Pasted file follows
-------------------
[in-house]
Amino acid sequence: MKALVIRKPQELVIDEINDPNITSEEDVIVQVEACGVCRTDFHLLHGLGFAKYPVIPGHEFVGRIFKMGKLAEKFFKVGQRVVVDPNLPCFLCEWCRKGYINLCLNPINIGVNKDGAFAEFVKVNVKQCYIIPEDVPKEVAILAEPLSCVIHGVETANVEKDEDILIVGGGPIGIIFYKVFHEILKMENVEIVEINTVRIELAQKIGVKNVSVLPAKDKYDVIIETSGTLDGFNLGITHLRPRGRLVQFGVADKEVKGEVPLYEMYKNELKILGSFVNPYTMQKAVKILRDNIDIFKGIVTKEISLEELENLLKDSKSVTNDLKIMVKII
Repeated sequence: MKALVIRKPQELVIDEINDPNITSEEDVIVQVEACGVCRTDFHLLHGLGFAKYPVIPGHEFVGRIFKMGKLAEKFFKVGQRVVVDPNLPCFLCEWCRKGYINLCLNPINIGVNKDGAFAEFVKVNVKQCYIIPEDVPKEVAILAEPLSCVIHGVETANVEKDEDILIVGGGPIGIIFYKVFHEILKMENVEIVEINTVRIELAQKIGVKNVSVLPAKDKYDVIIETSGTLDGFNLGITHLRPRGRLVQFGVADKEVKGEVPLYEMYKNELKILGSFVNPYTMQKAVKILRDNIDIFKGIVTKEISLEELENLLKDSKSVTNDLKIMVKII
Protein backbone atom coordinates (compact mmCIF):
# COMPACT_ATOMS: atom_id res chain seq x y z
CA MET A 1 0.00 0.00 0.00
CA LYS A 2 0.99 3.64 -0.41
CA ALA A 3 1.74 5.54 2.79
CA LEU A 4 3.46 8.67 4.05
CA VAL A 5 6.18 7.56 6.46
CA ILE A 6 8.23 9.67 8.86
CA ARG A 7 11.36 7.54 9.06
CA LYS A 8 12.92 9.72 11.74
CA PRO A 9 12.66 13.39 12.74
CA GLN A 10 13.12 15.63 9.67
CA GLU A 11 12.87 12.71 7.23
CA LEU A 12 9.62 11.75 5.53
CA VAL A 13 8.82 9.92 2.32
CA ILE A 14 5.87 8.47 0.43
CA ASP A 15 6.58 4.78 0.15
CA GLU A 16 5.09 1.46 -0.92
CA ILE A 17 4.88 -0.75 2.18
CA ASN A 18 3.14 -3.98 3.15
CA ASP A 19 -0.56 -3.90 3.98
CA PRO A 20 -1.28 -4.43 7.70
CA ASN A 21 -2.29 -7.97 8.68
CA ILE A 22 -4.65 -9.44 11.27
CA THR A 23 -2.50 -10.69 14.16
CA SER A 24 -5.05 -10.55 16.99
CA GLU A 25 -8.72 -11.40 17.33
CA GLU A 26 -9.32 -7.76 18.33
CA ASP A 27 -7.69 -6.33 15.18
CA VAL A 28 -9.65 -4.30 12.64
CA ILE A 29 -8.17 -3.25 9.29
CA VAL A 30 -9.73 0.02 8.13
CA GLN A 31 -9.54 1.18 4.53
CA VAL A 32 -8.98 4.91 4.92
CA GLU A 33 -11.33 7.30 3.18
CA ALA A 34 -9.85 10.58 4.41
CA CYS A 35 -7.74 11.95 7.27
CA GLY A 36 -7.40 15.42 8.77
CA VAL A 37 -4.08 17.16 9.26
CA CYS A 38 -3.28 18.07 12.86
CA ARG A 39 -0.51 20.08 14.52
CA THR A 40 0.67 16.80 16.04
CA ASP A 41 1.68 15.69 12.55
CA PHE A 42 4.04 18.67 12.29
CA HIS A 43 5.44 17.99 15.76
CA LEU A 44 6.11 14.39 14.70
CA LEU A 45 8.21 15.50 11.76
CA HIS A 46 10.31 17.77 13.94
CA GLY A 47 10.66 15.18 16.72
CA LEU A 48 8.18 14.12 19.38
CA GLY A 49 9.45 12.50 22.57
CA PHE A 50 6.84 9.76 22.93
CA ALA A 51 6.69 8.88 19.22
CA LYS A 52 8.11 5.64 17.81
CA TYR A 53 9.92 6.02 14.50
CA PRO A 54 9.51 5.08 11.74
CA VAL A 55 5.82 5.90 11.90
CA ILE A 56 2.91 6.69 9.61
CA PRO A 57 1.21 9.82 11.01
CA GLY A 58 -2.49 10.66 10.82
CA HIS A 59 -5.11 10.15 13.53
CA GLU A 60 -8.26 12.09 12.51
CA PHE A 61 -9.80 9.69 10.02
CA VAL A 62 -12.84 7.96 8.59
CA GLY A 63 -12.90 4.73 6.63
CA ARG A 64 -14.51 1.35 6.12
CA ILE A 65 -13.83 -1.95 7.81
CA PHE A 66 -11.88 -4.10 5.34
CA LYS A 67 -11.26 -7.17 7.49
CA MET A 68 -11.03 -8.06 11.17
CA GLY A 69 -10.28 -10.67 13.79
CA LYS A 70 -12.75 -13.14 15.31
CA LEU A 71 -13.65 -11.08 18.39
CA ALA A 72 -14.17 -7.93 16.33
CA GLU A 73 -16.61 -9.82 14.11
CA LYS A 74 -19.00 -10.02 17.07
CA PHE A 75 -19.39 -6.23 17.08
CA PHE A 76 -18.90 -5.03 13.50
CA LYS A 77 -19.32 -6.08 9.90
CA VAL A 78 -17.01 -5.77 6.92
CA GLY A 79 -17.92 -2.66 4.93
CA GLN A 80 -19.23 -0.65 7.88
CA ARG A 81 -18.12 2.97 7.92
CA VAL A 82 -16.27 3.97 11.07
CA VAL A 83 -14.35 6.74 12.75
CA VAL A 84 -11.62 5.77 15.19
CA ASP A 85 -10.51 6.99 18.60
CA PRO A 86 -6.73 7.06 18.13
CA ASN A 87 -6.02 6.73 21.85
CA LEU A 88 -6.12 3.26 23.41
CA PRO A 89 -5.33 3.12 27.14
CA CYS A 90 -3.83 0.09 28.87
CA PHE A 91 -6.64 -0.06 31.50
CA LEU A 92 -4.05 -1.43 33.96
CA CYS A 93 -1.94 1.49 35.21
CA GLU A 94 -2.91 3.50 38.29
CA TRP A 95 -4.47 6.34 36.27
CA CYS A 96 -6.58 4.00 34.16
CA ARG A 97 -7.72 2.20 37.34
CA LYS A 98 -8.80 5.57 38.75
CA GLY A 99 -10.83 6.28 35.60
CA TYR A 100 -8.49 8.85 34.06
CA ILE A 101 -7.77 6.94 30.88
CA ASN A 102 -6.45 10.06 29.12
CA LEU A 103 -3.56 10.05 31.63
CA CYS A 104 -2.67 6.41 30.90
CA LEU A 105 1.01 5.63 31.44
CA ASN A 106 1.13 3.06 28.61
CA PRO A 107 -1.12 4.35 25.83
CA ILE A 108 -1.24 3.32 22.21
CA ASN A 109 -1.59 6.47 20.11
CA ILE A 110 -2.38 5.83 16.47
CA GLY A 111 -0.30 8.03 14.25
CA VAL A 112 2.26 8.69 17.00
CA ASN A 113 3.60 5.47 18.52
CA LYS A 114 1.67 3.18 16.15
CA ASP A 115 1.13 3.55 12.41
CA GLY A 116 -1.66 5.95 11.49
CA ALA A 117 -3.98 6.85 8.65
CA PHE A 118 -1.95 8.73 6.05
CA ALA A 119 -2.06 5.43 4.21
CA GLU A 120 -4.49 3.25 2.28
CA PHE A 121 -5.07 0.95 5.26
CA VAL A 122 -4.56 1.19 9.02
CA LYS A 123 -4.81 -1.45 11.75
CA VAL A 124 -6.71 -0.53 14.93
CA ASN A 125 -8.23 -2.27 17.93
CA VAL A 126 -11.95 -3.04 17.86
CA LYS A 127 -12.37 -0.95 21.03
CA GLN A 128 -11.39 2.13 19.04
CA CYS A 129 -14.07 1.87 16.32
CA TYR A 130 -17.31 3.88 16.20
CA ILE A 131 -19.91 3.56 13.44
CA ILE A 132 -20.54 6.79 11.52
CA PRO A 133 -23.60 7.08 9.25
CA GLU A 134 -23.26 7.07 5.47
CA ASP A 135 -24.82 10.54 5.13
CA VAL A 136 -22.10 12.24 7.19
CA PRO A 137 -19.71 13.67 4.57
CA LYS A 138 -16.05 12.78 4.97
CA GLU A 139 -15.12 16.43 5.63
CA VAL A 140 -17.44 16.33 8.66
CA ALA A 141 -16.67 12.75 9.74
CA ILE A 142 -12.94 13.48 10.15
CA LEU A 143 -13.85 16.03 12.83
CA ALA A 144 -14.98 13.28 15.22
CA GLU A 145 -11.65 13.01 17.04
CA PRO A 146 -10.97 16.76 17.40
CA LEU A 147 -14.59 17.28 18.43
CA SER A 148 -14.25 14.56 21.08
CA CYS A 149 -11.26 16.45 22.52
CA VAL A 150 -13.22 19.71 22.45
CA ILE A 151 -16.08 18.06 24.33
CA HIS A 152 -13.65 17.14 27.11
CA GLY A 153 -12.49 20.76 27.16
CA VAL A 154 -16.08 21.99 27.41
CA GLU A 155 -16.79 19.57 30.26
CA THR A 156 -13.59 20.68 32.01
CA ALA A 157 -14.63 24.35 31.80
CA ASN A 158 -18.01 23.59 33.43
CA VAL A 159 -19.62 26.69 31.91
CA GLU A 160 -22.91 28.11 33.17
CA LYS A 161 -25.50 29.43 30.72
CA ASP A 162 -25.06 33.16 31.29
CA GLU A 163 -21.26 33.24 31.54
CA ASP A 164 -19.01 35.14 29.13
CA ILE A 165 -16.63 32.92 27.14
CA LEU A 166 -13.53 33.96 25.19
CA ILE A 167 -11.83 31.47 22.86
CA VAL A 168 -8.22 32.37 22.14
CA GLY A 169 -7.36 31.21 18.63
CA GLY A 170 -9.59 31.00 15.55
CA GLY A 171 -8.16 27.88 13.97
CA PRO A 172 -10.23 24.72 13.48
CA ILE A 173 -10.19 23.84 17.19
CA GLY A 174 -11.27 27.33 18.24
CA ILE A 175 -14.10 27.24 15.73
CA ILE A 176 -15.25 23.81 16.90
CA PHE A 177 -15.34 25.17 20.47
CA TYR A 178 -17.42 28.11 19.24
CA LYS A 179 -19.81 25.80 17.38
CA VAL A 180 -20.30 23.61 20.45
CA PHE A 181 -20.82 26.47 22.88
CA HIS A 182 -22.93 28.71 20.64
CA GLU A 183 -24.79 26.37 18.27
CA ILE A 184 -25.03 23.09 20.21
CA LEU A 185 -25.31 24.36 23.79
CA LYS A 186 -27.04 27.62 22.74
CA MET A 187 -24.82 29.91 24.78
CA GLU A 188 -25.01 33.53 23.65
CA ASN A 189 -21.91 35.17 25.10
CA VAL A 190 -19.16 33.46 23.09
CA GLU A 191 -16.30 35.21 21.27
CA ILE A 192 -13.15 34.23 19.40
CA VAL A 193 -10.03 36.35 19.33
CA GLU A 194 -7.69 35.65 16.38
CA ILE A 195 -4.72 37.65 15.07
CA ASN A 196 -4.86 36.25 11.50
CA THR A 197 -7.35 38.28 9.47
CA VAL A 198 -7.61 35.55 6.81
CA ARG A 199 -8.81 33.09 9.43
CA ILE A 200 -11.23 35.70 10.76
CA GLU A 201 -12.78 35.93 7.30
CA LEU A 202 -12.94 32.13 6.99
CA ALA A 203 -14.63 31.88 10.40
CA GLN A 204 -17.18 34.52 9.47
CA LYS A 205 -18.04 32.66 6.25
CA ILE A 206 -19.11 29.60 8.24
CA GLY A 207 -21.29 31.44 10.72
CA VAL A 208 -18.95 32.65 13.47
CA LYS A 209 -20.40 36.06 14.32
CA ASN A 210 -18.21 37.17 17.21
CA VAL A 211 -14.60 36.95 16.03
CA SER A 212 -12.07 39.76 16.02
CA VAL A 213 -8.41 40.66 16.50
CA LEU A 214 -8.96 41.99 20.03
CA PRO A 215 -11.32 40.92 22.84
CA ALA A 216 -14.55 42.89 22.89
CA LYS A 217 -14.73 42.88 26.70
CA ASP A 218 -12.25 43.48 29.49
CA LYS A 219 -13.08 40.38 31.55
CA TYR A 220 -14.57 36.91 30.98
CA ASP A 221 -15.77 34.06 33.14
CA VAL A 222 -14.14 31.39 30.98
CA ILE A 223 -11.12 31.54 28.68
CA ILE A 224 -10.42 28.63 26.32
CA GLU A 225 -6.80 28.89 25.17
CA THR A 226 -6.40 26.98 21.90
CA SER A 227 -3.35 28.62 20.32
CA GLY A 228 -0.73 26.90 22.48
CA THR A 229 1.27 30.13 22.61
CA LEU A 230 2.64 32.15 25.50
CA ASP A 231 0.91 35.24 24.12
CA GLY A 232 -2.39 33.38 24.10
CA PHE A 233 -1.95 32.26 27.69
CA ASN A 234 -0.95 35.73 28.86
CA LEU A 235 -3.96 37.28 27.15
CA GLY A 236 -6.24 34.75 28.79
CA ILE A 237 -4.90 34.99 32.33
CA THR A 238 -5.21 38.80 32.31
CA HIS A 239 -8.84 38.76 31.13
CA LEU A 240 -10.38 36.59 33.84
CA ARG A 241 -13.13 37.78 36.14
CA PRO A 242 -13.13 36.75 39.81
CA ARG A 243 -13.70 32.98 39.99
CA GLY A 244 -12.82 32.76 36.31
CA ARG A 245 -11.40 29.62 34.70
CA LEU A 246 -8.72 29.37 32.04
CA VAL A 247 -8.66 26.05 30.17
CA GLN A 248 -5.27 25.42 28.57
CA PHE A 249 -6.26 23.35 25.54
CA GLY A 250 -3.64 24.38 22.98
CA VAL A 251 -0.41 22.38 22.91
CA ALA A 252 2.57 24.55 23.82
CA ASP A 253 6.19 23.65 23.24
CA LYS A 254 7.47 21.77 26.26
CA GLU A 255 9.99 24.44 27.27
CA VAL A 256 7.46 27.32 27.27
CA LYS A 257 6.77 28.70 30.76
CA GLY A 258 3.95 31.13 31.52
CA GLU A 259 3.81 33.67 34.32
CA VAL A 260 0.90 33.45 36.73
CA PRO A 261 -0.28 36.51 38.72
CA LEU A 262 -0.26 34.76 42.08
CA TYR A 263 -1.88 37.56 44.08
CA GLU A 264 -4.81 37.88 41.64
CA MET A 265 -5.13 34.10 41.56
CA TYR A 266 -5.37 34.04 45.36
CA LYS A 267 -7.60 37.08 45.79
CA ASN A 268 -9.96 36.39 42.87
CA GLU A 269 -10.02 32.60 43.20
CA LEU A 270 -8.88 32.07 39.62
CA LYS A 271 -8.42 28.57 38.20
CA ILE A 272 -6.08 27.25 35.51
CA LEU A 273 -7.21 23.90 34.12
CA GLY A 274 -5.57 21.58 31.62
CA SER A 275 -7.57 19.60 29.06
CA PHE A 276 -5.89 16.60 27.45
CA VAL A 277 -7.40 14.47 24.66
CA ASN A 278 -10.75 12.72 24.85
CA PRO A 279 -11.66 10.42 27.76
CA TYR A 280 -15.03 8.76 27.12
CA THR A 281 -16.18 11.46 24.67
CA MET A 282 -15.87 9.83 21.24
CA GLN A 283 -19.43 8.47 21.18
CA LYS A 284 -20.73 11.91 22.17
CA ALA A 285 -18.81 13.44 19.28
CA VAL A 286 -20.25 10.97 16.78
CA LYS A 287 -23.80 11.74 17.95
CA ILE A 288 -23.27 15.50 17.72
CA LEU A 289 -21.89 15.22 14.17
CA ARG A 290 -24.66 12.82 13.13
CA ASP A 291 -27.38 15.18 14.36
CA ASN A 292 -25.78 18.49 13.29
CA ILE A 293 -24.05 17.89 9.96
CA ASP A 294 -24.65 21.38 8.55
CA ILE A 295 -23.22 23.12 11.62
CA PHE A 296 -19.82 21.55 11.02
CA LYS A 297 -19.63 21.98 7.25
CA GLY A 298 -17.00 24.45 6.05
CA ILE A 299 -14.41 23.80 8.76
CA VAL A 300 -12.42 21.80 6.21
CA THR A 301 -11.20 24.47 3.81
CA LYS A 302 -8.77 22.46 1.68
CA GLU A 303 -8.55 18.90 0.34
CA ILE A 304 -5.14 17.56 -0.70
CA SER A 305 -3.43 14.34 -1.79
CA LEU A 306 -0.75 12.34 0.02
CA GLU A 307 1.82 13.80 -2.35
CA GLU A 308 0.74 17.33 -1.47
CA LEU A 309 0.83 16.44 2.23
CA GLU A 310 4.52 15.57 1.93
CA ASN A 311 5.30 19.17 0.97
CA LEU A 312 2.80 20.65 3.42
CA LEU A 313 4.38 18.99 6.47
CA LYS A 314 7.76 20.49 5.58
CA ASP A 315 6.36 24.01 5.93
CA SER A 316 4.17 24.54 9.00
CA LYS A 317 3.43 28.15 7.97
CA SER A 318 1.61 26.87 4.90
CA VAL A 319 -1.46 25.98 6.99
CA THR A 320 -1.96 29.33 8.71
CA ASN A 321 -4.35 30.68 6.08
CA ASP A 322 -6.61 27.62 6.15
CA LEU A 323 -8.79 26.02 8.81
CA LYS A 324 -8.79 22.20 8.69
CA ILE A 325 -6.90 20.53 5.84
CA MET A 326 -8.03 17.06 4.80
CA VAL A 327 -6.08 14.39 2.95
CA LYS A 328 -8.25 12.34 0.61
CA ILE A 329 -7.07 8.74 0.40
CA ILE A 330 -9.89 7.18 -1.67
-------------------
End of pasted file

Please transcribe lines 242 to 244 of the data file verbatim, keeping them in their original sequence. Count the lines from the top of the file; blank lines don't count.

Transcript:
CA ILE A 237 -4.90 34.99 32.33
CA THR A 238 -5.21 38.80 32.31
CA HIS A 239 -8.84 38.76 31.13